Saudi Arabia has a war chest of USD30 billion to pump into its new national carrier, likely called “RIA”, to compete out of Riyadh with large Gulf carriers such as Emirates (EK, Dubai Int’l) and Qatar Airways (QR, Doha Hamad Int’l) for global transfer traffic.
Sources told Arabian Business the name “RIA” had been submitted as the preferred option, although the final choice will likely be made by Crown Prince Mohamed Bin Salman.
“We are talking about a brand-new airline that aims to do what Emirates did in a quarter of the timescale. It’s unprecedented in the history of aviation. It’s also why they have yet to appoint a CEO – whoever takes this job will have to deliver the most ambitious targets you can imagine,” the source said.
Bloomberg earlier reported the recruitment of a chief executive was being finalised after earlier prospects for the post shied away from the role. Current and former chiefs at US, European, and Middle Eastern airlines were reportedly approached by corporate headhunters before deciding against getting involved.
The new venture backed by the Kingdom’s Public Investment Fund (PIF) has been in the making for the past 12 months. It will be the second national carrier next to Saudia (SV, Jeddah), which operates out of Jeddah.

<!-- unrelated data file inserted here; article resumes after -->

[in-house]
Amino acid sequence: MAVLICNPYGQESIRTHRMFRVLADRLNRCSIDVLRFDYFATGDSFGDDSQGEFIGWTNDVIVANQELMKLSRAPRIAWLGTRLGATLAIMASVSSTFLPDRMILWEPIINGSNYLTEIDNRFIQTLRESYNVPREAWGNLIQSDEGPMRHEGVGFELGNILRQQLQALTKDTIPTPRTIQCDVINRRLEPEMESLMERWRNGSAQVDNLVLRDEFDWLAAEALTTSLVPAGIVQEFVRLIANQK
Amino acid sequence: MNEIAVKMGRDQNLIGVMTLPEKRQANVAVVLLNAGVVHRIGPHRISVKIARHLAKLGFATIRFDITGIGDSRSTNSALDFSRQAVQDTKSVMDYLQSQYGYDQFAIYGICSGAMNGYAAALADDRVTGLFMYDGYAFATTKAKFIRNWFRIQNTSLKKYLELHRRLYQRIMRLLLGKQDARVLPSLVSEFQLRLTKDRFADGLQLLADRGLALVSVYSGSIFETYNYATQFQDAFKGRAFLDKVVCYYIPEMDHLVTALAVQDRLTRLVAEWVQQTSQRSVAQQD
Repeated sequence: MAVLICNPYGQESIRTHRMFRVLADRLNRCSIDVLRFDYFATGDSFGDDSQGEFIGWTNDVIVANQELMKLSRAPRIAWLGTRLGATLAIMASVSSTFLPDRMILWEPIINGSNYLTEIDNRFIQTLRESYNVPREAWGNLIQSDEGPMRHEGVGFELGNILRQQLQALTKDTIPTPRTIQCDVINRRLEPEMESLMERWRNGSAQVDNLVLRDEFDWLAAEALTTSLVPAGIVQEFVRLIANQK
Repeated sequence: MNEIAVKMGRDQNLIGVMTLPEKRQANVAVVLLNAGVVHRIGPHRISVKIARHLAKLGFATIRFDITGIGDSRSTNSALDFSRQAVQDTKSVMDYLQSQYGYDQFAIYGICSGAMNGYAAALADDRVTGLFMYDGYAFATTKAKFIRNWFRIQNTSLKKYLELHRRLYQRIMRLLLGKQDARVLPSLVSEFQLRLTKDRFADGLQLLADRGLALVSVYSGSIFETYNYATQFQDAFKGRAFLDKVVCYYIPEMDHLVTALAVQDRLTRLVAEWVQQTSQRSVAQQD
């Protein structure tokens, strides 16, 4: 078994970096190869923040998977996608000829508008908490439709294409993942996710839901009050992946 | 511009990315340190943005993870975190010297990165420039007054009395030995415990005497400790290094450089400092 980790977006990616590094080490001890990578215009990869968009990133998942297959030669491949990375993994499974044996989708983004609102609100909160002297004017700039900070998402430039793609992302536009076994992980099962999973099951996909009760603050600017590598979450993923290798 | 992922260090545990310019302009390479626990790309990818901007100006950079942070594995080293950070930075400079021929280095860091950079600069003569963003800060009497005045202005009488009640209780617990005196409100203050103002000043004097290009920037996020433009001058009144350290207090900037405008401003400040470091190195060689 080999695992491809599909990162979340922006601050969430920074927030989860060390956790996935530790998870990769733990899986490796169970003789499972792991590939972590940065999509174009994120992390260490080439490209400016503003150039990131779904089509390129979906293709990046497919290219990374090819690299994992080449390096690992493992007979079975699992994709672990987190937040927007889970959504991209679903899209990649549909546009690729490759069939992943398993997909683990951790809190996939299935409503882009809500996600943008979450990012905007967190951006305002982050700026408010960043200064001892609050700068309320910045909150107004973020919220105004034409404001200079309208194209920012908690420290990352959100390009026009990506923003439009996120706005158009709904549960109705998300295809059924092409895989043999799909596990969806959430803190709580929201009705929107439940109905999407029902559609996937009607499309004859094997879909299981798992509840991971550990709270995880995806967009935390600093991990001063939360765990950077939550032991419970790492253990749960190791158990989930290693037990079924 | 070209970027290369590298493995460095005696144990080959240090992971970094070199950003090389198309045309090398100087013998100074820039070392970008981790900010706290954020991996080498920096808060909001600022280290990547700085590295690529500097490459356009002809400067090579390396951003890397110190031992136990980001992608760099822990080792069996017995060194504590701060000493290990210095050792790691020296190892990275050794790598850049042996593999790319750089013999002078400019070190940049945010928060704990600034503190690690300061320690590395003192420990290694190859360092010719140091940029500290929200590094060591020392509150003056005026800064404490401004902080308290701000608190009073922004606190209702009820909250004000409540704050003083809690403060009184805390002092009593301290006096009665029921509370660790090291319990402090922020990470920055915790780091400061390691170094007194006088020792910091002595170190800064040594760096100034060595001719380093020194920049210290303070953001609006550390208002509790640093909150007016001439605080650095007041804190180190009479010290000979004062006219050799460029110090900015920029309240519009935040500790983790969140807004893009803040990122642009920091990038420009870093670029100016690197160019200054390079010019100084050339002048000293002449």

The additional airline forms part of Saudi Arabia’s Vision 2030 plan to diversify the economy and make it less oil-dependent. The Kingdom plans to invest at least USD100 billion in aviation in the next eight years to establish itself as an international aviation and logistics hub in competition with the United Arab Emirates (UAE).
In July, Saudi Arabia’s government-owned Public Investment Fund (PIF) launched its own lessor, AviLease, with flynas (XY, Riyadh) its first customer for twelve A320-200Ns. Chief executive Edward O’Byrne said at the time that given the PIF’s financial involvement, the firm has global ambitions.
Saudi Arabia is targeting 30 million international transit passengers by 2030, a major push from the three million recorded in 2019. Sources told Arabian Business this means the startup will eventually need to operate more than 150 routes globally across Europe, North America, South America, Africa, and Asia, thus necessitating the USD30 billion investment.
“Right now, about 60% of all air traffic into Saudi comes from the Middle East. Asia-Pacific is around 20%, Africa just 10% – this is where the huge potential is,” the source added.
Saudia vs RIA: What is the difference?
The kingdom plans to make Riyadh the new carrier’s city base, with the city of Jeddah being the base headquarters of Saudia, current national carrier.
Saudia’s current focus is the religious traffic market, bringing pilgrims to Saudi Arabia’s holy sites, especially during the Hajj pilgrimage.
The Kingdom aims to have 100 million tourists annually by 2030. Echoing the meteoric development of Dubai in the neighbouring UAE, Vision 2030 investments include the USD48 billion NEOM “smart city” project on the Red Sea in northwest Saudi Arabia. Some USD10 billion is being spent on the Qiddiyah mega entertainment complex in Riyadh. A 90-island Red Sea Project will include an international airport, hotels, residential properties, leisure facilities, and entertainment ventures. Others include the USD7.7 billion Soudah luxury mountain resort; and the AMAALA luxury wellness retreat on the north-western coast.
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